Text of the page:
Composing, like his acknowledged influence bpNichol, in the unit of the book, Holmes has written an elegy in the form of a travel diary, chronicling his year-long flight from mortality after learning about the accidental death of a former classmate in 1993. Although he sometimes gives in, as Nichol did, to self-indulgence, Holmes risks the charge of naivete, and the risk pays off. This book tells better than any other I have read how it feels to be young and afraid in the 1990s. The diary form allows Holmes's considerable lyric gifts to shine through.
Two Women in a Birth
(Guernica, 170 pages, $15 paper) collects in one compact volume three books and two articles by Daphne Marlatt and Betsy Warland, documenting their collaborations in the 1980s and early '90s.
In 1984, Longspoon Press published individual books of poems by Marlatt and Warland, written to and for each other. Marlatt's Touch to My Tongue, in a language totally eroticized by her caress, celebrates physical love. "Eating," for example, begins:
a kiwi at four a.m. among the sheets green slice of cool
going down easy on the tongue extended with desire for
you and you in me it isn't us we suck those other lips
tongue flesh wet wall that gives and gives whole
fountains inner mountains moving out ...
Warland's poems for Marlatt in Open is Broken, though more self-conscious and less assured, remain compelling after a decade despite the distractingly frequent quotations from dictionaries.
The other three works collected in Two Women in a Birth are collaborations. Double Negative was originally published in 1988 by Gynergy. It combines each poet's meditations while sharing a berth on a train journey across Australia with their conversation on the process of collaboration. Sharing almost equal space with poetry in this volume are the poets' statements of artistic intent, which actually do help in reading the poems. These are also valuable glosses on "language poetry" in general, which doubles this volume's value to students. Marlatt's "Musing with mothertongue," for instance, explains the way meaning is led by sound, both in her own work and in the collaborations: "sound will initiate thought by a process of association, words call each other up, evoke each other, provoke each other, nudge each other into utterance."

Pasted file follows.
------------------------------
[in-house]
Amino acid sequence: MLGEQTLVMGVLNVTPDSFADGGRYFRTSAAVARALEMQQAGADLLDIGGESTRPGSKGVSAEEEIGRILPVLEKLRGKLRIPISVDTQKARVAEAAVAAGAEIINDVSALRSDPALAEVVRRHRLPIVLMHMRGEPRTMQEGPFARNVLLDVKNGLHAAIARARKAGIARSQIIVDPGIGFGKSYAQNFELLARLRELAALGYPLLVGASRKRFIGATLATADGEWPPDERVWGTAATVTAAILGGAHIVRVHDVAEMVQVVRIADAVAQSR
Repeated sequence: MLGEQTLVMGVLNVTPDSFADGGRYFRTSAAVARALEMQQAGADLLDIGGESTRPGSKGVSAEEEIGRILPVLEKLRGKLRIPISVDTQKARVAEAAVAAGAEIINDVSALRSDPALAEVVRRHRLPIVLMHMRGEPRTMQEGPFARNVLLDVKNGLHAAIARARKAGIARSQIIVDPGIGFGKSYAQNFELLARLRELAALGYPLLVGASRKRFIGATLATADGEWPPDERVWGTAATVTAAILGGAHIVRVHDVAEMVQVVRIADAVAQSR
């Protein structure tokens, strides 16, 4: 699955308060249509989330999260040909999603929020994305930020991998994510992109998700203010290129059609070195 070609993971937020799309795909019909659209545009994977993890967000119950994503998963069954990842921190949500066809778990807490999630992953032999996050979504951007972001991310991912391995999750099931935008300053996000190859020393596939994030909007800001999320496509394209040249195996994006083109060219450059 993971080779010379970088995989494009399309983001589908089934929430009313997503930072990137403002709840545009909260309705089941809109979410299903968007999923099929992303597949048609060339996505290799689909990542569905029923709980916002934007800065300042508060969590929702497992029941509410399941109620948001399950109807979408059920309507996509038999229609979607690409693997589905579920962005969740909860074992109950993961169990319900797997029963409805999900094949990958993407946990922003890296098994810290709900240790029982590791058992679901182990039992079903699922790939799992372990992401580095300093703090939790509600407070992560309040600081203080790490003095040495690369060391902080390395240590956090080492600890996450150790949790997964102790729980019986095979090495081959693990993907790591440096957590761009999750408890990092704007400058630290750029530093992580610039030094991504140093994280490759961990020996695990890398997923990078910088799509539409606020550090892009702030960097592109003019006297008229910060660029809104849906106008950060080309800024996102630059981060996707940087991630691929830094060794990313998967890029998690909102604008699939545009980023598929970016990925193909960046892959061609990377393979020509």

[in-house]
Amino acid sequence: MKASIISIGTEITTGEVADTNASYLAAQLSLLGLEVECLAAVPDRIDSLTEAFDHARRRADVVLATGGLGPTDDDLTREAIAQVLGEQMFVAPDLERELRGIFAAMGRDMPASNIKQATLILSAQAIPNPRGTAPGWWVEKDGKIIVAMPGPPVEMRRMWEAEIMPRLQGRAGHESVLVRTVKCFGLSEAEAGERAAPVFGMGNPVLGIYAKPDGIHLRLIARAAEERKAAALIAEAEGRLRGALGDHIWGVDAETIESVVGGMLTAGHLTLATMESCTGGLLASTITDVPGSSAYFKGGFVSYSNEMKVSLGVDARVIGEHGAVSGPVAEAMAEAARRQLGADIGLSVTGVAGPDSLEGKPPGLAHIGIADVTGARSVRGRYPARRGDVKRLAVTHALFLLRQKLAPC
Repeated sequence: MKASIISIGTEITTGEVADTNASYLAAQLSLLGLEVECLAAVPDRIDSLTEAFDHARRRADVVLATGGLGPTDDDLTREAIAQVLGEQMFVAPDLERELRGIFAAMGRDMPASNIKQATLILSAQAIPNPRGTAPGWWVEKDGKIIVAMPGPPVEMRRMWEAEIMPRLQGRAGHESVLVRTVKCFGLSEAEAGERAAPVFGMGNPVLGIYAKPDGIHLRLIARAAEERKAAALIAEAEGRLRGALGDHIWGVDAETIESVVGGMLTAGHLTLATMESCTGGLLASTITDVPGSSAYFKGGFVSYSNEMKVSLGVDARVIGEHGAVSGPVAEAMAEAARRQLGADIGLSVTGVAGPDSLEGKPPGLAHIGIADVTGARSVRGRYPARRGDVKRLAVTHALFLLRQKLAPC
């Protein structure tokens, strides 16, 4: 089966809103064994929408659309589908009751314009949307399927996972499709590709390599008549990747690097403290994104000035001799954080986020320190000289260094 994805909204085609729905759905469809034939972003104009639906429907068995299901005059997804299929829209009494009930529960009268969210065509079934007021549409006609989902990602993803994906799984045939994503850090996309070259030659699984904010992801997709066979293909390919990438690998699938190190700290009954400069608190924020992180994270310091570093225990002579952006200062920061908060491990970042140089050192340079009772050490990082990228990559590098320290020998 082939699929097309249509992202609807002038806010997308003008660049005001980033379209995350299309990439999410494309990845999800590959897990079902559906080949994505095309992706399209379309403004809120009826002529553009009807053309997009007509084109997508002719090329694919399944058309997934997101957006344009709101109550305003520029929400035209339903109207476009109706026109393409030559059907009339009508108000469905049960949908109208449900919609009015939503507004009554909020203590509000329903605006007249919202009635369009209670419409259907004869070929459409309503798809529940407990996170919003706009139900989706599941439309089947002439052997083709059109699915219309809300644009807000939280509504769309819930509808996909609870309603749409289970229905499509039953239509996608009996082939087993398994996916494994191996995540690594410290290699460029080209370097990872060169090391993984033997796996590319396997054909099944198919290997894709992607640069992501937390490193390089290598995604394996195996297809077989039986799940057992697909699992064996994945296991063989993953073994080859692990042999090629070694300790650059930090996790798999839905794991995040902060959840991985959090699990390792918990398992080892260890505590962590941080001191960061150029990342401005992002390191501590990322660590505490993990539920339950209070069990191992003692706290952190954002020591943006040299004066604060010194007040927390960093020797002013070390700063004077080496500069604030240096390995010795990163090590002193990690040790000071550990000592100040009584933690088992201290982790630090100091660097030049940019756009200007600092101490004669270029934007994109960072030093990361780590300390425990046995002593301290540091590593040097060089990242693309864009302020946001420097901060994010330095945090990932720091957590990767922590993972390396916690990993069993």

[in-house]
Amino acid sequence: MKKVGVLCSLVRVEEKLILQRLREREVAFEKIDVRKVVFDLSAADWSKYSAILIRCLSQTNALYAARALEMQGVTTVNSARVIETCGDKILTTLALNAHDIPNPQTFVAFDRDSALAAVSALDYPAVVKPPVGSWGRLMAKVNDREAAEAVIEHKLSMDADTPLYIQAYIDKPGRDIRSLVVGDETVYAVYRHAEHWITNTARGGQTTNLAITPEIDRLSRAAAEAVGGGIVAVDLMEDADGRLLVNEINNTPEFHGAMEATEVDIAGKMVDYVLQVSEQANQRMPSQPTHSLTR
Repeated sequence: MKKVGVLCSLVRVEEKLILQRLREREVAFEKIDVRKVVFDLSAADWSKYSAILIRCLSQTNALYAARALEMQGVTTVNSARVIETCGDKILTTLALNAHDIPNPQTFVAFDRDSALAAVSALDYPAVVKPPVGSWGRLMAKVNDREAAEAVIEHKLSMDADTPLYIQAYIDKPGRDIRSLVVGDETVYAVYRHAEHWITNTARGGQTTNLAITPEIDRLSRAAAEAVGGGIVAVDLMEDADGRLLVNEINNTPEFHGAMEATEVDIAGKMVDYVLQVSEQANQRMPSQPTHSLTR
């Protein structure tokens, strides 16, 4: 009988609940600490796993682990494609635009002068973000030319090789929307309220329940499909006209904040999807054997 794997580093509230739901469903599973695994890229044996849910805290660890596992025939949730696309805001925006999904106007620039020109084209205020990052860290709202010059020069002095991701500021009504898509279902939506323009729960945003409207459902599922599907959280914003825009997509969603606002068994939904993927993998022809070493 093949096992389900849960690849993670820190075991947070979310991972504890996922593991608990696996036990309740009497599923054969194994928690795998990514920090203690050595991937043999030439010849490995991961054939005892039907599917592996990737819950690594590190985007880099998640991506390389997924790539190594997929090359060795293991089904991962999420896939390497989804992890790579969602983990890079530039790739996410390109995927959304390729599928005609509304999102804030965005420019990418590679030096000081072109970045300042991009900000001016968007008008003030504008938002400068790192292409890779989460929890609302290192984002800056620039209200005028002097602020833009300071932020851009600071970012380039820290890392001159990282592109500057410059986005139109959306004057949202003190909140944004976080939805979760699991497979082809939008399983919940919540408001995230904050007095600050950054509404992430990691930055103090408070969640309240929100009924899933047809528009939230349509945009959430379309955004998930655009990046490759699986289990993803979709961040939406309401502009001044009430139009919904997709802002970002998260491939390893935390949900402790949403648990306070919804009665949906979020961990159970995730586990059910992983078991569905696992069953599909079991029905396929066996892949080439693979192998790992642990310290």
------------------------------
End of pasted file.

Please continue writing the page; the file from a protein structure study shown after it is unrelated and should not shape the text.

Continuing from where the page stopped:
In the final sequence, "Subject to Change," the two poets attempt literally to write together, passing the page back and forth across the table, or incorporating marginal comments into the printed version. The inevitable collision of artistic visions leads to fascinating reflections on the limits of identity and of the fusion of personalities Marlatt and Warland have attempted.
Having tasted "the relief, delight of i being only part of (i)t all," the poets withdraw slightly, preserving each poet's authorship of individual passages, by use of italics, while affirming their commitment to each other and to their mutual exploration of the multiple possibilities lying half-hidden in the language. This book is a small treasure.
Among posthumous books and collected works demanding attention, young poets' tirst books stand little chance this month. But since any mention is better than none, I will recommend two, whose authors both acknowledge Daphne Marlatt among their mentors. Cathy Stonehouse (The Words I Know, Press Gang, 118 pages, $12.95 paper) and Lydia Kwa (The Colours of Heroines, Women's Press, 116 pages, $11.95 paper) both collect frank and passionate early poems into an autobiographical structure, their books moving from girlhood in North England (Stonehouse) or Singapore (Kwa) to womanhood in Canada. Both poets write of experiencing harassment because of their sex and both respond with a quest for heroines, strong role models to help them overcome victimhood.
In her series "The Enormous Exit," Cathy Stonehouse draws on the power of art to help us subdue our demons, confronting her childhood sexual abuse in the process of writing to/for/about the Mexican artist Frida Kahlo. For Lydia Kwa, the culture clash of race and language proves both a barrier and a creative stimulus. Hearing two different Chinese languages at home, she was educated in a third. "Mother's is not father's is not English is not mine." But in the section called "Translations," she pulls English, the colonial language, part way toward Asia.
These books make up part of what Tom Marshall called that "mysterious larger poem" that all poets are working on together. A glance back over this review will show what a big part the small I presses play in making that poetry available. With public funds drying up, those presses will depend more and more on their readers to survive. To become part of this great mystery, all you have to do is open a book and start turning pages.